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Menopausal hormone therapy and breast cancer: what is the true size of the increased risk?

Abstract

BACKGROUND

Menopausal hormone therapy (MHT) increases breast cancer risk; however, most cohort studies omit MHT use after enrolment and many infer menopausal age.

METHODS

We used information from serial questionnaires from the UK Generations Study cohort to estimate hazard ratios (HRs) for breast cancer among post-menopausal women with known menopausal age, and examined biases induced when not updating data on MHT use and including women with inferred menopausal age.

RESULTS

Among women recruited in 2003-2009, at 6 years of follow-up, 58 148 had reached menopause and 96% had completed a follow-up questionnaire. Among 39 183 women with known menopausal age, 775 developed breast cancer, and the HR in relation to current oestrogen plus progestogen MHT use (based on 52 current oestrogen plus progestogen MHT users in breast cancer cases) relative to those with no previous MHT use was 2.74 (95% confidence interval (CI): 2.05-3.65) for a median duration of 5.4 years of current use, reaching 3.27 (95% CI: 1.53-6.99) at 15+ years of use. The excess HR was underestimated by 53% if oestrogen plus progestogen MHT use was not updated after recruitment, 13% if women with uncertain menopausal age were included, and 59% if both applied. The HR for oestrogen-only MHT was not increased (HR=1.00; 95% CI: 0.66-1.54).

CONCLUSIONS

Lack of updating MHT status through follow-up and inclusion of women with inferred menopausal age is likely to result in substantial underestimation of the excess relative risks for oestrogen plus progestogen MHT use in studies with long follow-up, limited updating of exposures, and changing or short durations of use.

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  • Authors+Show Affiliations

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    Division of Genetics and Epidemiology, The Institute of Cancer Research, London SW7 3RP, UK.

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    Division of Genetics and Epidemiology, The Institute of Cancer Research, London SW7 3RP, UK.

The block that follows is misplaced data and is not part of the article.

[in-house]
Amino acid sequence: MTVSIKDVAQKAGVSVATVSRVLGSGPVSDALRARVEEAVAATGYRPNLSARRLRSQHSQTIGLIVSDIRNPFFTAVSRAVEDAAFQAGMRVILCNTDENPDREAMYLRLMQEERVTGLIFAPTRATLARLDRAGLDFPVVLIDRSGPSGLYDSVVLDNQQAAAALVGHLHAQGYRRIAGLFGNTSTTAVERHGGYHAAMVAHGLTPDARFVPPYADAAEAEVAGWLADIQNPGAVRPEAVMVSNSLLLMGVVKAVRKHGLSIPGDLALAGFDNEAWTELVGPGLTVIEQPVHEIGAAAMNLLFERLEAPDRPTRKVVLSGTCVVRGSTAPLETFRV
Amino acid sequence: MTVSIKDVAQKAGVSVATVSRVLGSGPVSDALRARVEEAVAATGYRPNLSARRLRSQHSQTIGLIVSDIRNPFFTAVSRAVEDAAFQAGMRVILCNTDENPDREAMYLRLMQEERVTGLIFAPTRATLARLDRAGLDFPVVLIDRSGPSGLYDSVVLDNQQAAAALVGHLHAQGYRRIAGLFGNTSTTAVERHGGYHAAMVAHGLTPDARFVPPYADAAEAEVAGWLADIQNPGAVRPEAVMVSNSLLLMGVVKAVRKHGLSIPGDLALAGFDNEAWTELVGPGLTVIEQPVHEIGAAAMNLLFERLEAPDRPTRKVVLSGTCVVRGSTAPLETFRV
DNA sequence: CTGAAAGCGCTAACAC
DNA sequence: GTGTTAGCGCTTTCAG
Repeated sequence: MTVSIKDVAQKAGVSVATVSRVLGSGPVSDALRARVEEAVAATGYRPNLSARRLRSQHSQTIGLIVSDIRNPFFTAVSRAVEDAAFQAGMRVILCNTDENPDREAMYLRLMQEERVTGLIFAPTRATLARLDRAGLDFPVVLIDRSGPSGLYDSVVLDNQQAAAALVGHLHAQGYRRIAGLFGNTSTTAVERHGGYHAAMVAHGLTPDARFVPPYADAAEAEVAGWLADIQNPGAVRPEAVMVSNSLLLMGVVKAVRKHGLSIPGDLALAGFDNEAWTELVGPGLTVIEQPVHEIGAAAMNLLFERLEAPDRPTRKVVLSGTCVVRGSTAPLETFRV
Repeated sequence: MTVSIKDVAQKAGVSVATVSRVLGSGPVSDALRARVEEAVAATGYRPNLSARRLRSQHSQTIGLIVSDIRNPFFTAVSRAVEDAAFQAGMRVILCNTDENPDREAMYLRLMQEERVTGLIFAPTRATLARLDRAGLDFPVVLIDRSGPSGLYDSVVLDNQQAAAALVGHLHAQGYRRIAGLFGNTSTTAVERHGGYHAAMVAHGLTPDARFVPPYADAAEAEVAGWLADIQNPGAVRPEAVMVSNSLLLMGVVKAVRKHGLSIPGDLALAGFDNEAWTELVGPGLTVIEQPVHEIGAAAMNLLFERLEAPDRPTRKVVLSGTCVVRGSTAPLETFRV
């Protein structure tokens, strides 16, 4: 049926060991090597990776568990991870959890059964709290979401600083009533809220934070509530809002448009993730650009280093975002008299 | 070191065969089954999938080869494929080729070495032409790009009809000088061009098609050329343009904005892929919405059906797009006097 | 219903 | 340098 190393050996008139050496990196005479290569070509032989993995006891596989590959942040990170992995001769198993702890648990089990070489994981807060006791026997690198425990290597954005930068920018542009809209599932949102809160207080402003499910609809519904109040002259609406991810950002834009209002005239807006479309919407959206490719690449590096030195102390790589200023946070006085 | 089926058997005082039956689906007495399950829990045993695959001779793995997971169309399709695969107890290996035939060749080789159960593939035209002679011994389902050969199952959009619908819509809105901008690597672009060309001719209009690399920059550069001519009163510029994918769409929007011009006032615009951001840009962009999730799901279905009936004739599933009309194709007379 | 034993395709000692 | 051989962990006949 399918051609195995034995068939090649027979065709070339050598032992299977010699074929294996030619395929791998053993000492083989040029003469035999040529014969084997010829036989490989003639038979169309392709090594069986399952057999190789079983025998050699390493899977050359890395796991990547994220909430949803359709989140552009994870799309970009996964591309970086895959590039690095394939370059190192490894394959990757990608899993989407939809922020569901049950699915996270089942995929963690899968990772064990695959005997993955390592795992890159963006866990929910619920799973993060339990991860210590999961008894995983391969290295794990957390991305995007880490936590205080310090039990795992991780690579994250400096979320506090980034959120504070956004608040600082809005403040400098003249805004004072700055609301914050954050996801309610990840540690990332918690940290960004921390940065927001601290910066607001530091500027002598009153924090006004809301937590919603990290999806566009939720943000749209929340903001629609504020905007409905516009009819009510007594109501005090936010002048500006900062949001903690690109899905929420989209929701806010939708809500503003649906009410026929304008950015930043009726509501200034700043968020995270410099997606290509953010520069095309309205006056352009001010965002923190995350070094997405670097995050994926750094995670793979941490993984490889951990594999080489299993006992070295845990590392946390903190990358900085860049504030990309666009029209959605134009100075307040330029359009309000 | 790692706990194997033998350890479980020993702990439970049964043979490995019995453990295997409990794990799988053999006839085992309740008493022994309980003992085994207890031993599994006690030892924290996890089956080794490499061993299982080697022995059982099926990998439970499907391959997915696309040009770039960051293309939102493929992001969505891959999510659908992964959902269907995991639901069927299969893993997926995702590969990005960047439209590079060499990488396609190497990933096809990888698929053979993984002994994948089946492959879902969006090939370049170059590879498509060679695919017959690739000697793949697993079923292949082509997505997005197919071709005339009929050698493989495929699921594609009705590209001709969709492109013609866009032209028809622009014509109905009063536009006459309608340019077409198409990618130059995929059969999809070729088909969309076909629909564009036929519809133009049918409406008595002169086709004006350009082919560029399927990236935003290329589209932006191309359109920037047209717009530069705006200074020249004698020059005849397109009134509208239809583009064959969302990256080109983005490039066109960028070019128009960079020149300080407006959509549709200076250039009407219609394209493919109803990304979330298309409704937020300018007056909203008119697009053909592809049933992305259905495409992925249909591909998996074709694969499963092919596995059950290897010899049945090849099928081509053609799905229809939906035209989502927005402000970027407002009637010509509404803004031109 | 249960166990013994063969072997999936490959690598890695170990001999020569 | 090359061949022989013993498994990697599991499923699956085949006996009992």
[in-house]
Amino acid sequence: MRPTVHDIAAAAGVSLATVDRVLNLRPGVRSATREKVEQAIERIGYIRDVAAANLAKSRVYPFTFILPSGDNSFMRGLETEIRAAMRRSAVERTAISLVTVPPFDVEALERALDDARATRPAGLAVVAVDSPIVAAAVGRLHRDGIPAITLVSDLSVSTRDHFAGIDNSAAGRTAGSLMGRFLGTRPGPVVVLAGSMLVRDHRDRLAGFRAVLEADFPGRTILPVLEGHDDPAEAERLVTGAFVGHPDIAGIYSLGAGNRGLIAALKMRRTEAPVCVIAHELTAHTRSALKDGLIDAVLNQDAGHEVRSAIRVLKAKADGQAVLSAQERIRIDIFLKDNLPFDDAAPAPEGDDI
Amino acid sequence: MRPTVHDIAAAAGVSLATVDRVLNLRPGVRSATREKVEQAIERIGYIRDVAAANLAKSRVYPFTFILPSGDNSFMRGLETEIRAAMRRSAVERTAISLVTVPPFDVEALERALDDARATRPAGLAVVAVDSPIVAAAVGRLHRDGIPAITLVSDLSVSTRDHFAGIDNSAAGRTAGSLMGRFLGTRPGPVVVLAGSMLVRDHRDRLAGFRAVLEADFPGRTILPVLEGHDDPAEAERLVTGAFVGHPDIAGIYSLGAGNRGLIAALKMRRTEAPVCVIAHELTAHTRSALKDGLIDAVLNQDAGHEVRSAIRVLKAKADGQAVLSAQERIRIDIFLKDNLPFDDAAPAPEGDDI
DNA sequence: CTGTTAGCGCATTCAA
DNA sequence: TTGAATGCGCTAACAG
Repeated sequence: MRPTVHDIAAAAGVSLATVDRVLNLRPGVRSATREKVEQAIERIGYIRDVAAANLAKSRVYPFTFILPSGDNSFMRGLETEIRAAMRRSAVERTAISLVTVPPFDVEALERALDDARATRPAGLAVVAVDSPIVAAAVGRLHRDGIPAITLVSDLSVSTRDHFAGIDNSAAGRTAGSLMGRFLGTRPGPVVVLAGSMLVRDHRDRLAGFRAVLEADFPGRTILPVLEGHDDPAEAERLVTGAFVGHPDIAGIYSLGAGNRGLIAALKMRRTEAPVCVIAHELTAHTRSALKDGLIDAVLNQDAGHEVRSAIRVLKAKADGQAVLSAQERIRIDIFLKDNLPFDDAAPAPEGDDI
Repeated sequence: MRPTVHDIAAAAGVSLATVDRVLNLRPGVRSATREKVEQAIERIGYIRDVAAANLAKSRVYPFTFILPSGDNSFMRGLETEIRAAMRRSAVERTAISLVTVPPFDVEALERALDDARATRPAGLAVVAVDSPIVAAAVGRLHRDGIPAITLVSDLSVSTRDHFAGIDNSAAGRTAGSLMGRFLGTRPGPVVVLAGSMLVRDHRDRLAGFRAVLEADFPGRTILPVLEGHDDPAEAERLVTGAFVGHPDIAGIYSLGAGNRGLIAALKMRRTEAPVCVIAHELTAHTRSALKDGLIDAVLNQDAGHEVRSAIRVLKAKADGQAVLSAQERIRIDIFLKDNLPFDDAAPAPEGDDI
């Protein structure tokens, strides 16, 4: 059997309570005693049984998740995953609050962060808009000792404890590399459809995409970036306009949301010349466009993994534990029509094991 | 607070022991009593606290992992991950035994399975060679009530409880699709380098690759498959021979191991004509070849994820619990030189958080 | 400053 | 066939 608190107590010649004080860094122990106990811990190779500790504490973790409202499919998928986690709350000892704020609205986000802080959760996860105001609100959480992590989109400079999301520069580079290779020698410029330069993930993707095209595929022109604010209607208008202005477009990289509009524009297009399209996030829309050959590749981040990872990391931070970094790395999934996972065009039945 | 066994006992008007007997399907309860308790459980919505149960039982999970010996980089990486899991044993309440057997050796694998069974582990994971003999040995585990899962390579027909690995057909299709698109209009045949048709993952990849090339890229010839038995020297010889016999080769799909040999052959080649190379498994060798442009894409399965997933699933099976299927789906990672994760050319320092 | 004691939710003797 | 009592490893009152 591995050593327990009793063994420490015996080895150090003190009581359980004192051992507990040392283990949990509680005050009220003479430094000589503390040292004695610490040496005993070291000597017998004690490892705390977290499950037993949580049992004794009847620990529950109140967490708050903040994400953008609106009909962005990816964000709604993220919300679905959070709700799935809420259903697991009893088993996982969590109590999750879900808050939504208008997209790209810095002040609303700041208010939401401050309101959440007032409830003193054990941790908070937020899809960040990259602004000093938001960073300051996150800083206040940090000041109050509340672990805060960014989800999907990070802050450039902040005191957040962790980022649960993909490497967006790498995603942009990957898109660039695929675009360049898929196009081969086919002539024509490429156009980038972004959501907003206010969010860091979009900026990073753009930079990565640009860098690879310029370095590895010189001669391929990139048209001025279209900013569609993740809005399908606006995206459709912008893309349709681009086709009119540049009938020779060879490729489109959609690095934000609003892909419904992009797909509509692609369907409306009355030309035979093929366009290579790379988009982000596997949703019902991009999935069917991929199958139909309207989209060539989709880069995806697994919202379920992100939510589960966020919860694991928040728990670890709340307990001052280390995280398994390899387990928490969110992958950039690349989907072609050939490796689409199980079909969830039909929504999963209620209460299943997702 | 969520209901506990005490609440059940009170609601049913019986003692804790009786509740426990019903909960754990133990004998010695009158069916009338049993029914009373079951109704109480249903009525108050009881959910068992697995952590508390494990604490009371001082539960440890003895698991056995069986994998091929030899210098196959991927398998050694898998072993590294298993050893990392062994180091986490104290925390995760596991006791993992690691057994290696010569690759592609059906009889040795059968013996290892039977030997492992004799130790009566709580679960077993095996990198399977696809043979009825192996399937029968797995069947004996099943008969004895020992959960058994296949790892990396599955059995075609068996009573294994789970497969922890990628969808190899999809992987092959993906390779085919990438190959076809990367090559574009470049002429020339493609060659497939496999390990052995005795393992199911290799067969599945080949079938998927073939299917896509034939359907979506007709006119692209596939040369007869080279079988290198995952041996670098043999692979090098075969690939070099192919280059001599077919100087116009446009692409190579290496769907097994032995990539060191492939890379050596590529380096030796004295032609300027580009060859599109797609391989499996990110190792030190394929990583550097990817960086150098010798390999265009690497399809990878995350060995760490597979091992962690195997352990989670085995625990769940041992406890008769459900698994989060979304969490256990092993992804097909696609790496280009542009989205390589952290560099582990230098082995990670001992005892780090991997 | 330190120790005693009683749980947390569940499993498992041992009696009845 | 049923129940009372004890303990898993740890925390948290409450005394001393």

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    Division of Genetics and Epidemiology, The Institute of Cancer Research, London SW7 3RP, UK.

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    Division of Genetics and Epidemiology, The Institute of Cancer Research, London SW7 3RP, UK.

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    Division of Genetics and Epidemiology, The Institute of Cancer Research, London SW7 3RP, UK.

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    Division of Genetics and Epidemiology, The Institute of Cancer Research, London SW7 3RP, UK.

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    Division of Genetics and Epidemiology, The Institute of Cancer Research, London SW7 3RP, UK.

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    The National Cancer Registration Service-Eastern Office, Public Health England, Cambridge CB21 5XA, UK.

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    Division of Breast Cancer Research, The Institute of Cancer Research, London SW7 3RP, UK. Breakthrough Breast Cancer Research Centre at The Institute of Cancer Research, London SW7 3RP, UK. Division of Molecular Pathology, The Institute of Cancer Research, London SW7 3RP, UK.

    Division of Genetics and Epidemiology, The Institute of Cancer Research, London SW7 3RP, UK. Division of Breast Cancer Research, The Institute of Cancer Research, London SW7 3RP, UK.